Category Archives: Uncategorized

How to install Hypothesis

This tutorial will cover: 

  • How to install Hypothes.is
  • How to annotate the web
  • How to make multimodal annotations
  • How to share your annotations

* instructions/tutorials are from http://jgregorymcverry.com/

How to install Hypothesis

Step One: Go to Hypothes.is.
Step Two: Click on Install Chrome Extension*
Step Three: Accept permission (note menu not visible in image below)

*Firefox extension coming soon

install-extension

Step Four: A New Page will open up. Go to the page
Step Five: Click on Create Account
Step Six: Use a username (pseudonyms allowed –good for student privacy but I would stick with Twitter handle for adult learners)
Step Seven: Add email, and password

 

create-account

Step Eight: Check your email and activate account:

activate

 

How to Annotate the Web

Step One: Choose a text worthy of reading
Step Two: Click on the speech box in the upper right hand corner.
Step Three: Highlight Text
Step Four: Click on Pen

 

turn-on-hypothes-is

Step Five: Add an annotation
Step Six: Click Save

type-your-annotation

 

How to Make Multimodal Annotations

Add an Image

Step One: Find the relevant image. Copy the image url (right click on image>save image url)
Step Two: Highlight text and click on the annotation pen.
Step Three: Copy your image url into the code.
Step Four: Add an image description
Step Five: Add an optional description below. This texts will show allowing the web to be accessible to all.

add-an-image

 

Add a Link:

Step One: Highlight Text:
Step Two: Click on Link:
Step Three: Copy in Link:
Step Four: Type in the the link text

add-a-link

Important the bracket and parentheses must not be deleted.

How to Share Your Annotations

Tag your Annotations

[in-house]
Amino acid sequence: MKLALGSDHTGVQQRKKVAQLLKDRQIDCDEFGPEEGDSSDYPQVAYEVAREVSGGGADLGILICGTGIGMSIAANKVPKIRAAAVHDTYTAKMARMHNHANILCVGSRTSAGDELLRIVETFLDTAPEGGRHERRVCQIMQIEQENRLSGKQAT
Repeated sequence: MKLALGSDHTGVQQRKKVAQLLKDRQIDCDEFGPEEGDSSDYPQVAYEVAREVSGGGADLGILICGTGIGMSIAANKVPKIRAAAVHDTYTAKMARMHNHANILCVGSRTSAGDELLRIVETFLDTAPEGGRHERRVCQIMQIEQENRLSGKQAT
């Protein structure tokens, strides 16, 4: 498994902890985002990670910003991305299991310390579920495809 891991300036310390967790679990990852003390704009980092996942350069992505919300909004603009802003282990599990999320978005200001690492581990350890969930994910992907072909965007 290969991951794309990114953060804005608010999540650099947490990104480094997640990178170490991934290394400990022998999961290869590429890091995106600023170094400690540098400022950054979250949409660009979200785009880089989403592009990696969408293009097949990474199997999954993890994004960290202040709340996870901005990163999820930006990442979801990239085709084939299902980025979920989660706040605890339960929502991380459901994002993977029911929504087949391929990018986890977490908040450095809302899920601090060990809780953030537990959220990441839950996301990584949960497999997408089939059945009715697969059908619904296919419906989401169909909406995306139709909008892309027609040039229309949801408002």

Tagging your annotations lets people find them.

Step One: add the tag (note the “#” sign is not necessary)
Step Two: add a tag if this annotation refers to a specific code book tag (claim, evidence, source)
Step Three: Add an optional classroom tag as assigned by the instructor.

tag-annotation

 

 

 

OLE intro video

 

I am part of the ALT lab team helping to facilitate the ongoing Online Learning Experience (OLE). As part of the OLE we are creating intro videos to demonstrate how you might create a sense of social presence for your students.
I made a couple of decisions in thinking through this process. First I decided to create it using just my iPad (and iOs’ iMovie) to demonstrate that if you have a smartphone or a tablet chances are you can access apps that will allow you to create a quick video just like this. I also decided to create a “picture in picture” effect for several reasons. One because I did not want my face to occupy the entire screen and also because recent research indicates that there are added benefits in making both the course content and the instructor visible.
So as you start to think about creating your own videos what choices are you going to make?

https://www.youtube.com/watch?v=7ErVlCz6N1Y

Weekly Highlights (weekly)

Posted from Diigo. The rest of my favorite links are here.

Weekly Highlights (weekly)

  • Neat collection of tools for various uses

    tags:3rdspace

  • tags:3rdspace

  • tags:3rdspace

    • Consumers have grown weary of novelty. People crave meaning in their products and humanness in their interactions. From unnecessarily curved screens, to cups that tell you what you know you just poured into them, we interaction designers are as culpable as anyone in the marketing chain in proposing solutions in search of problems. And admitting that we have a problem is just the first step: The future of interaction design will be about making it human (again).
  • One of the weirdest, coolest, most hyped multiplayer games in years is here, and it started with a tweet:”Contemplating building a game entirely with friends on twitter/fb. Totally open and ‘Mad Lib’ style. Could be fun or totally awful.”The tweet, posted by Mike Mika a little more than a year ago, was followed by another. It showed a crude red box among white and gray platforms.”Where to go with this?” it read. “I’ve started a new project, it draws a red box. Thinking platformer. #helpmedev.””

    tags:3rdspace

    • One of the weirdest, coolest, most hyped multiplayer games in years is here, and it started with a tweet:

       

      “Contemplating building a game entirely with friends on twitter/fb. Totally open and ‘Mad Lib’ style. Could be fun or totally awful.”

       

      The tweet, posted by Mike Mika a little more than a year ago, was followed by another. It showed a crude red box among white and gray platforms.

       

      “Where to go with this?” it read. “I’ve started a new project, it draws a red box. Thinking platformer. #helpmedev.”